Hillfields, once an industrialized, affluent suburb of Coventry, became a target for aerial bomb strikes in World War II. A vibrant urban centre instantly transformed into the ruinous aftermath of war. Today, the Imagine Hillfields project exhibits the multitude of Hillfields’ manifestations from its development and redevelopment to its present day. The project’s incredible use of photography provides a visual narrative for the people of Hillfields and the unique story of their home.
Mohan Singh Dahaley was sitting in his living room one morning when he received a Facebook message from Jaspal Panesar, a family friend from Hillfields. Jaspal’s family continues to live in England to this day, but Mohan immigrated to Canada approximately 25 years ago. He was overtaken with happiness to hear from Jaspal, but what she said in her message filled his eyes with tears.
Hello, [Mohan]. My name is Jaspal and I’m Pritam and Kuldeep’s [daughter] from Coventry. Recently I saw your message on Facebook thanking friends & family for their kind wishes after your recent stay in hospital. I copied a photo of you and showed my mum, who was really happy to see your face after so many years! A week later I happened to see another photo of not just you but your whole family. I’m not sure if anyone else has told you about it, but I couldn’t resist sending you a copy. Being so far away, I hope this will remind you of a time gone by. I would [love] to hear back from you. Enjoy this photo.
Attached to her message was a picture she saw in the Imagine Hillfields exhibition. The picture shows the evolution of the suburb with a scene of Primrose Hill Road in modern day Hillfields, beautifully superimposed with photo of a Sikh family walking through the same street 50 years earlier.
The picture was an important art piece in the exhibition, the nature of which spoke to the motif of novelty. An analysis of the aged photo, in context, reveals more newness than the modernity to which it is juxtaposed. It conveys the potential of an historical Hillfields: a brand new suburb, to be filled with brand new faces, bringing with them a rich Indian culture. This photo stands alone as a visual testament to why Imagine Hillfields was a compelling undertaking. This Sikh family – a resolute father, a caring mother, and their impressionable children – walking through the new streets of their new home, with an Indian-Pakistani restaurant seen in the backdrop, symbolized the new face of a new beginning for Hillfields and everyone who lived there, including a two and a half year old Mohan holding his father’s hand on the right.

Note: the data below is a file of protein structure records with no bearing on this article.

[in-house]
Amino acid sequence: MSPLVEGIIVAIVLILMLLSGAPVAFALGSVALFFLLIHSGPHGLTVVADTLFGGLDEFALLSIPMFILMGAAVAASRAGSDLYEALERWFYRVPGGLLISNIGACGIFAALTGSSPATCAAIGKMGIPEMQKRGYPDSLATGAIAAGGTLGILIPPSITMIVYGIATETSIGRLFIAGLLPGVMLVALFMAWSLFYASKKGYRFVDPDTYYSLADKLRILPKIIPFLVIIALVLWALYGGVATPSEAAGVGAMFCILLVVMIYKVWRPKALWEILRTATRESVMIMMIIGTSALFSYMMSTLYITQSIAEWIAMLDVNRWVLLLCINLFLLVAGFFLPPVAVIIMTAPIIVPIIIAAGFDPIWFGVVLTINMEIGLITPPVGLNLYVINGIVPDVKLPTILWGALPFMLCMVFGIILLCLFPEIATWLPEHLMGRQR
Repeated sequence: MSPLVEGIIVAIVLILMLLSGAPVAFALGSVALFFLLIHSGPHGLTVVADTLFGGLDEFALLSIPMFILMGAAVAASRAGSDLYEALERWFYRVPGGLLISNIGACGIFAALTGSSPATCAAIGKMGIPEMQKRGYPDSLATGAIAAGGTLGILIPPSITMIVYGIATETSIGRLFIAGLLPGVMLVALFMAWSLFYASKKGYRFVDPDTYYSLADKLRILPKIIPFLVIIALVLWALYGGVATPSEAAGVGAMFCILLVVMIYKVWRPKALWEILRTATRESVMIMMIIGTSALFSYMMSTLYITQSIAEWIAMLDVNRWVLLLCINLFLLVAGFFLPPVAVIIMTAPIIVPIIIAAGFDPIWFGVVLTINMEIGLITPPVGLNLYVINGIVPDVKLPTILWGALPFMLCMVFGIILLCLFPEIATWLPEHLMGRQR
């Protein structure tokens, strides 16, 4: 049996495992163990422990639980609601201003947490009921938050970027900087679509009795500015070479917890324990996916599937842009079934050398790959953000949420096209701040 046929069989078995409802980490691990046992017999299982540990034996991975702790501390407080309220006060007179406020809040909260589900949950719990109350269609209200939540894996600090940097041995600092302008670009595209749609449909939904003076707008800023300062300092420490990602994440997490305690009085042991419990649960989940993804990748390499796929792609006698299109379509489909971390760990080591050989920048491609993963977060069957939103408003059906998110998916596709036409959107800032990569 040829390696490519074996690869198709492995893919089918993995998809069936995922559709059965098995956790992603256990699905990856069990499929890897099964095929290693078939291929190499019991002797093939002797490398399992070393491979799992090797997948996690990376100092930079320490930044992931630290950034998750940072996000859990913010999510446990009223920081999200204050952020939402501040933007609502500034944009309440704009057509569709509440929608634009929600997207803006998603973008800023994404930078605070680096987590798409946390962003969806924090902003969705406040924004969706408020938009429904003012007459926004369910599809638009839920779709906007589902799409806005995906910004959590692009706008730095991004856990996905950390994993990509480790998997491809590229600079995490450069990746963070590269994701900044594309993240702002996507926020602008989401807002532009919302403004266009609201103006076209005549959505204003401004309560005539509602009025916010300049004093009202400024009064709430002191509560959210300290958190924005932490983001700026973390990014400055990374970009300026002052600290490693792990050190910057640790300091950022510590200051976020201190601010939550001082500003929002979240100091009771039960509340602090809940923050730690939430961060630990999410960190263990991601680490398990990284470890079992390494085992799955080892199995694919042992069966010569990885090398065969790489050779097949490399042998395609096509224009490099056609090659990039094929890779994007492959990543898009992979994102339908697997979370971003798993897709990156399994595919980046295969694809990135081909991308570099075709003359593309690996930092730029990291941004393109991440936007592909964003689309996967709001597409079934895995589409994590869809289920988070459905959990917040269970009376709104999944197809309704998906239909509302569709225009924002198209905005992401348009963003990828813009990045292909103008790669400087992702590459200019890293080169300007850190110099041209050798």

1 Mohan (extreme right) and his family
Who would have thought 50 years later, Mohan would be looking at this incredible moment from his past through his iPhone? Overtaken with emotion and memories of his childhood, he was reminded of his humble upbringing.
Mohan was born in the British colony of Kenya where he and his family were British citizens living in Nairobi. His father was offered to relocate to England in 1962 to rebuild a war torn Coventry. His family was one of five Sikh families living in Hillfields at the time. The Sikh community in Hillfields was small, but strong. During Mohan’s childhood, these families came together to purchase a home on Stony Stanton Road, close to Leicester Causeway, and converted it into a Gurdwara (Sikh temple). Even though the community was close-knit, Mohan recalls the difficulty his parents faced trying to reinvent themselves in a brand new country.
Mohan grew up in a Hillfields vastly different from the idyllic suburbia that existed before the war. He remembers being hospitalized as a young boy after playing in a residential demolition area. These precarious structures were prone to collapse, sometimes on young children like Mohan. During the 60s, winters were bitingly cold and most homes at that time used coal as a source of heat. When families were in need of warm water, they boiled it themselves. To bathe, residents went to the Coronation Road public baths as many of them did not have full bathrooms and toilets were located outside of the house. Mohan’s father, a brilliant craftsman and artisan, constructed his own bathroom for his family.
Upon discovering the Imagine Hillfields exhibition, Mohan managed to contact Jason Scott Tilley, one of the photographers in the exhibition, thinking he was the original photographer. Tilley was amazed that the picture reached as far as Canada, but informed Mohan that the original photographer was John Blakemore, now in his 80s. Blakemore was touched by Mohan’s appreciation of the photo.
2 The Dahaley family, Blind, led by Mohan holding his father’s hand, aged 2½, extreme right, in the Blakemore original from January 1965
Today, the original photo is framed and hung up on the wall of Mohan’s kitchen – the epicentre of an Indian household. Like the art piece in which it was initially discovered, the photo is beautifully embedded in the modern landscape of Mohan’s life in Canada. He, his wife, and his 16 year old daughter go about their days with the picture fixed in their background.
Mohan looks at the picture from time to time, contemplating the difficulties his parents had overcome and the experiences he gained in Hillfields. Mohan is grateful to the organizers of the Imagine Hillfields project and, in particular, John Blakemore for capturing this beautiful moment.